Your Money Or Your Life: Resistance!

As I mentioned in an earlier post, right now I’m reading “Your Money Or Your Life”, a best-selling personal finance book.  Because I’m not organized enough right now to review, I’m jotting down my impressions as I go along. 

So far I’m getting a lot out of the book.  At the same time, I’m a bit resistant to some of the messages.  I suppose some push-back is natural and human.  I know that in the end, I’ll probably embrace a new way of looking at things and my relationship with money.  However, I just like to play Devil’s Advocate sometimes.

Acceptable Lifestyle? For example, while the writer really emphasizes lack of judgement about your past choices and lifestyles, I can’t help feeling that only a certain frugal mindset is really acceptable, and that approved life does not include gadgets or Starbucks.  Maybe I’m wrong and this feeling will pass as I dig deeper into the book. 

Most Chores suck:  There’s the implication that you’re paying for cleaning help, gardeners, cooking and other chores because you don’t have time due to work.  I know that’s true in many cases, including for our household. At the same time, I hate certain chores.  I’d much rather be selling widgets than mopping floors.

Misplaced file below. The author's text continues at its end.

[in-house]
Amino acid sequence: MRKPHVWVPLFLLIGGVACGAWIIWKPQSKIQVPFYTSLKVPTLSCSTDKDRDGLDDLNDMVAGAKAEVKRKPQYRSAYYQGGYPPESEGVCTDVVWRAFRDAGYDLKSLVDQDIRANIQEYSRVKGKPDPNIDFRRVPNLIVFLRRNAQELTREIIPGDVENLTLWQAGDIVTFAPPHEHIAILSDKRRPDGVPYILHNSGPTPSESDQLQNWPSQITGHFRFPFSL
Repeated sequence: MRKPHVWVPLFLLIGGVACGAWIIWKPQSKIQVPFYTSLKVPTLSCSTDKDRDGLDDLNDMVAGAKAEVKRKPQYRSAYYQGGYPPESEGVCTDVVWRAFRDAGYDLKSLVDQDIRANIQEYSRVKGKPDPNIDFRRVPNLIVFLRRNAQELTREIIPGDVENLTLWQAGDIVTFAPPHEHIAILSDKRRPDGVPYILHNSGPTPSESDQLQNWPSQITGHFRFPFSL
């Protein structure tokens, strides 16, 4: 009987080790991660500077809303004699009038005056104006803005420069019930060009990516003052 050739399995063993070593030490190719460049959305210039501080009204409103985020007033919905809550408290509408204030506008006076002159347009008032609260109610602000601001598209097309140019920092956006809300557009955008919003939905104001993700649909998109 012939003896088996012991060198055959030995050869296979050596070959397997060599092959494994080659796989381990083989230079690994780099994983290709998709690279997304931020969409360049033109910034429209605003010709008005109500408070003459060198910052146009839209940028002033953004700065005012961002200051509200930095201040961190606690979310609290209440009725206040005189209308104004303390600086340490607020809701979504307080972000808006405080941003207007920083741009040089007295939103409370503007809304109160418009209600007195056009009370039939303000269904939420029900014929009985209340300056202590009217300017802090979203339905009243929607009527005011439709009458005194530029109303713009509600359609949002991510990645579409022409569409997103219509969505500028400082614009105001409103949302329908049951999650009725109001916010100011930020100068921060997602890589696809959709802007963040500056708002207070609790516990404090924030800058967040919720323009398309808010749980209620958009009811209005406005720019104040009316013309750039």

Life Energy Fuzzy Math:  I still haven’t calculated how much time I spend working in order to live a certain life, or my “real” wage once you factor in drycleaning, commuting, eating out etc..   I definitely agree that much of my spending is directly or indirectly related to work. However, I think the writer attributes way too many costs simply to work, like vacations, nicer clothes, and wine just to name a few.  I would like to travel even if I didn’t work.  I wouldn’t spend as much on clothing or drycleaning but it’s not like I wouldn’t like new clothes for my daily life.  Working or not, I would spend just as much on good wine!

Now on to the good…

Spending Personality Revelation!   I thought I was really good with money (well, I got good with money in my 30s..) However, after reading the early chapters, I realize that I’m just as much a slave as a Wall Street Broker/yuppie who must keep up with the Joneses.  I attribute security to money, so much that I’m unwilling to take risks.  I have a tendency to underspend or hoard money with spending bursts that have little to do with my ideal life goals.  I’m going to really ask myself the tough questions and try to align my spending better with my dreams/goals. 

I’m having a lot of trouble answering the questions about fulfillment and what I would do if money wasn’t an issue or if I had one-year to live.  I think I’ve forgotten my childhood dreams, too, and the ones I do remember are not aligned with my goals today.

Back to reading…

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10 responses to “Your Money Or Your Life: Resistance!

  1. Sounds interesting!

    • If you get your hands on this book, which I highly recommend, please share your thoughts. As I’m a slow reader, you can probably catch up to me quite soon.